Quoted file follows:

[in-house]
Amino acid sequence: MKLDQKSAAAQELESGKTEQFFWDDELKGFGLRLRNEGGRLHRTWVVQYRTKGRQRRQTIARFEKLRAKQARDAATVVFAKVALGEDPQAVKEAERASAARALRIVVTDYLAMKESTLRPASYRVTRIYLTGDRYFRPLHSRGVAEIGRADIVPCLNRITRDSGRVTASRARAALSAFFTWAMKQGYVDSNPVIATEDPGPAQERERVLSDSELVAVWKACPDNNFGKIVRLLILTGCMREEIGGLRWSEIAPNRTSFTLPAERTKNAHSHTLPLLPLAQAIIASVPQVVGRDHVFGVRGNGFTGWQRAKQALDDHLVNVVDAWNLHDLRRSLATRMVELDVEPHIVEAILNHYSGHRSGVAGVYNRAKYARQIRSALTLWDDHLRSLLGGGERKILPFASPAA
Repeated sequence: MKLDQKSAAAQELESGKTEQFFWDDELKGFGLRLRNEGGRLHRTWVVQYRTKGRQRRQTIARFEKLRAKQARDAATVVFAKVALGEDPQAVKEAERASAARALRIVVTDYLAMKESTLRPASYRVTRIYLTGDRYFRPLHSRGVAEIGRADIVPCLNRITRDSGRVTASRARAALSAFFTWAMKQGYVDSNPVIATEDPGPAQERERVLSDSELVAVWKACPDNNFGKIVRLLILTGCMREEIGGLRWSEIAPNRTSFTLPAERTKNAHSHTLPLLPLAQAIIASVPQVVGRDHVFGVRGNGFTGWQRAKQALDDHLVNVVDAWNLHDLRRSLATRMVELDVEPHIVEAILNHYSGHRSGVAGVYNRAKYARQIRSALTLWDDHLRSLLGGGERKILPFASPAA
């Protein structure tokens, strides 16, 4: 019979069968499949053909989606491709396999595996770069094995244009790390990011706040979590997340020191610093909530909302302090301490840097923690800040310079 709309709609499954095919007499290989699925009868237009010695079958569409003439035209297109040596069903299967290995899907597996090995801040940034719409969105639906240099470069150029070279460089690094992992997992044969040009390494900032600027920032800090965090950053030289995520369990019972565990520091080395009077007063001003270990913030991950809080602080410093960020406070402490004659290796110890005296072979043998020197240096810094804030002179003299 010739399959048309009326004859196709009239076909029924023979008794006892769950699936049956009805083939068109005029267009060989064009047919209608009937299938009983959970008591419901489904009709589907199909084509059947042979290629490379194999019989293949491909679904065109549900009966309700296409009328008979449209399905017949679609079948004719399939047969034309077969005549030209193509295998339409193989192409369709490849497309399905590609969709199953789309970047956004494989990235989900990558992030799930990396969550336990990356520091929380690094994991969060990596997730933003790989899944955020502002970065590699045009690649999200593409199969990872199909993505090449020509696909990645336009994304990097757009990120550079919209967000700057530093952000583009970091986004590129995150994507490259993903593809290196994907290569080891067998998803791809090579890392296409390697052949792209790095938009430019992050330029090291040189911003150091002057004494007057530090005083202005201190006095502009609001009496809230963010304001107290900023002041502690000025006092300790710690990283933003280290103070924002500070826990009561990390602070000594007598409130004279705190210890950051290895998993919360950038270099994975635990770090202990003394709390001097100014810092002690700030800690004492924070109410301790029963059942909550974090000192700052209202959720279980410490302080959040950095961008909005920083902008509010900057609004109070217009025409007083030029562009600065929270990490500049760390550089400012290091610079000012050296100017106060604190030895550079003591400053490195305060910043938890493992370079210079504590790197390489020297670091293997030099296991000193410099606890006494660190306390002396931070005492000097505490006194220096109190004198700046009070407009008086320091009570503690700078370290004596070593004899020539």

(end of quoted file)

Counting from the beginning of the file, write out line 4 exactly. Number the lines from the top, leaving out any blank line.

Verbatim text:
């Protein structure tokens, strides 16, 4: 019979069968499949053909989606491709396999595996770069094995244009790390990011706040979590997340020191610093909530909302302090301490840097923690800040310079 709309709609499954095919007499290989699925009868237009010695079958569409003439035209297109040596069903299967290995899907597996090995801040940034719409969105639906240099470069150029070279460089690094992992997992044969040009390494900032600027920032800090965090950053030289995520369990019972565990520091080395009077007063001003270990913030991950809080602080410093960020406070402490004659290796110890005296072979043998020197240096810094804030002179003299 010739399959048309009326004859196709009239076909029924023979008794006892769950699936049956009805083939068109005029267009060989064009047919209608009937299938009983959970008591419901489904009709589907199909084509059947042979290629490379194999019989293949491909679904065109549900009966309700296409009328008979449209399905017949679609079948004719399939047969034309077969005549030209193509295998339409193989192409369709490849497309399905590609969709199953789309970047956004494989990235989900990558992030799930990396969550336990990356520091929380690094994991969060990596997730933003790989899944955020502002970065590699045009690649999200593409199969990872199909993505090449020509696909990645336009994304990097757009990120550079919209967000700057530093952000583009970091986004590129995150994507490259993903593809290196994907290569080891067998998803791809090579890392296409390697052949792209790095938009430019992050330029090291040189911003150091002057004494007057530090005083202005201190006095502009609001009496809230963010304001107290900023002041502690000025006092300790710690990283933003280290103070924002500070826990009561990390602070000594007598409130004279705190210890950051290895998993919360950038270099994975635990770090202990003394709390001097100014810092002690700030800690004492924070109410301790029963059942909550974090000192700052209202959720279980410490302080959040950095961008909005920083902008509010900057609004109070217009025409007083030029562009600065929270990490500049760390550089400012290091610079000012050296100017106060604190030895550079003591400053490195305060910043938890493992370079210079504590790197390489020297670091293997030099296991000193410099606890006494660190306390002396931070005492000097505490006194220096109190004198700046009070407009008086320091009570503690700078370290004596070593004899020539």